I have this client who operates in very specific conditions: majority of their vendors are foreign companies which invoice them in a foreign currency (USD) and almost invariably ask for at least 50% prepayment.
NAV can handle prepayments and foreign currencies like a charm—the issue lies elsewhere: the fluctuations of currency exchange rate can easily cause real and tangible losses.
Even though prepayment invoice is fully closed by a prepayment applied against it, the actual costs of goods is not calculated from prepayment invoice, but from the actual invoice. And if there was difference between currency exchange rate at prepayment and invoicing dates, the inventory value reflects the actual invoiced value (instead of the prepaid value), there is currency exchange gain/loss which is fictitious, but taxable.
They say the only constant is change. I’d say that the only other constant is error. We humans tend to err. Give a repeatable task to a human, and they’ll mess it up every once in a while. Some call it the human factor.
One of the many repeatable tasks in Microsoft Dynamics NAV is setting up items. If you remember my rant about mandatory fields, and how I said they were baaad, there might be an even more baaad kind of fields: the default value fields. Because the system simply inserts a value into these fields without asking for your say, and if anything is easy, it’s only so easy to overlook these. Yep, you have a chance to voice your oppinion on these, but having got to hurry for a cup of coffe with Mary from accounting, admit it, you’re gonna leave that default FIFOcosting method for an item every once in a while, even though it should really have been Average. Then you’ll start posting. Then your phone rings and starts screaming at you about a moron who screwed up items again.
I’ve stumbled recently upon a support request, where a partner asked if there was a possibility to register purchases of services in Microsoft Dynamics NAV. When it comes to selling services, such as consulting, or repairs, NAV is your true friend, because you can use Resources to register sales against them. However, purchase documents don’t offer a possibility of purchasing resources, so you are left to some workarounds.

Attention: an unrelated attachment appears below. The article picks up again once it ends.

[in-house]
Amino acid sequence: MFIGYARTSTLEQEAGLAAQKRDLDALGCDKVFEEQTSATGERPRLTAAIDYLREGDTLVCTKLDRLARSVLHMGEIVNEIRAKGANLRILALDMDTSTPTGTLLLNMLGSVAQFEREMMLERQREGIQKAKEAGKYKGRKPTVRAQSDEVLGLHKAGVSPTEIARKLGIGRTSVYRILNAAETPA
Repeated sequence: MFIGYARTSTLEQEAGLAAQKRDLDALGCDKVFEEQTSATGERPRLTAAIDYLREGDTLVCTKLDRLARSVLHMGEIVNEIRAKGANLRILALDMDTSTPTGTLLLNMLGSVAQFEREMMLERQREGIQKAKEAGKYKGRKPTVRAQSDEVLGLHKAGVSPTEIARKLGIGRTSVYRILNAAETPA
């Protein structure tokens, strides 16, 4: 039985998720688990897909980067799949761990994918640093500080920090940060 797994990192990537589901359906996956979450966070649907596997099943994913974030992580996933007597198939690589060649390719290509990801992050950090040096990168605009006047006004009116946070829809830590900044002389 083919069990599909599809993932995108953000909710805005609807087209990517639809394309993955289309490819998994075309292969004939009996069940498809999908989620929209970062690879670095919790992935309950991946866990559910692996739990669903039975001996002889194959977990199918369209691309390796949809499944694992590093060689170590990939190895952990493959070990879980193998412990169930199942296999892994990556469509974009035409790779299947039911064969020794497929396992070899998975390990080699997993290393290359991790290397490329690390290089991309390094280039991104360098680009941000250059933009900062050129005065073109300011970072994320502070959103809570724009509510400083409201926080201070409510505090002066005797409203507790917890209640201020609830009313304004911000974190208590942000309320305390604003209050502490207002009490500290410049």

Due to fluctuations in market prices, purchase cost of goods may vary from one purchase to another. Also, you rarely just purchase goods and immediately sell them in the same quantity. What you usually do is that you purchase the goods, then let them sit in the inventory for a while, then you may sell five different purchases all at once, or you may sell goods from one purchase to five different customers.
All of these situations have different effects on your inventory value, because something else must be taken into account: cost flow. Regardless of the inventory valuation method you chose, whenever you take an item from the inventory, how do you know its cost? Without knowing its cost, you can’t know the cost of goods sold, so you better know your cost. Don’t tell me you stick the purchase price to each item, so that you can know exactly how much it cost whenever you are about to sell it, because accountants won’t subscribe to the idea.
When you buy a sheep, how much is it worth to you, what is its value? For starters, its value is at least what you paid for it, but that’s not quite it. Say you paid a hundred dollars for it. If you want to sell it now, how do you determine your selling price? A hundred-twenty? A hundred-fifty? Obviously, you need to increase the price by some percentage over whatever you paid initially, but regardless of what you increase your price, if you don’t know your true costs, you might be at loss.